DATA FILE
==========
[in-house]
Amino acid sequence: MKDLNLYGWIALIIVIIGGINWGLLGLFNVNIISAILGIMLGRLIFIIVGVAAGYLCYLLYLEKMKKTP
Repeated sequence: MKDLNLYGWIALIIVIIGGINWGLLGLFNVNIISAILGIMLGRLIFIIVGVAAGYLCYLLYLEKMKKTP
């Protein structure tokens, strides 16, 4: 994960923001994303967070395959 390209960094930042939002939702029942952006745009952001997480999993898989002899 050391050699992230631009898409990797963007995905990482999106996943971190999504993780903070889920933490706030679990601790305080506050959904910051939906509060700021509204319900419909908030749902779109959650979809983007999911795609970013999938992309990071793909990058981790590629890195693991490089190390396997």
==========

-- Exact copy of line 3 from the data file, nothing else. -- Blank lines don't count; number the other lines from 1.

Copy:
Repeated sequence: MKDLNLYGWIALIIVIIGGINWGLLGLFNVNIISAILGIMLGRLIFIIVGVAAGYLCYLLYLEKMKKTP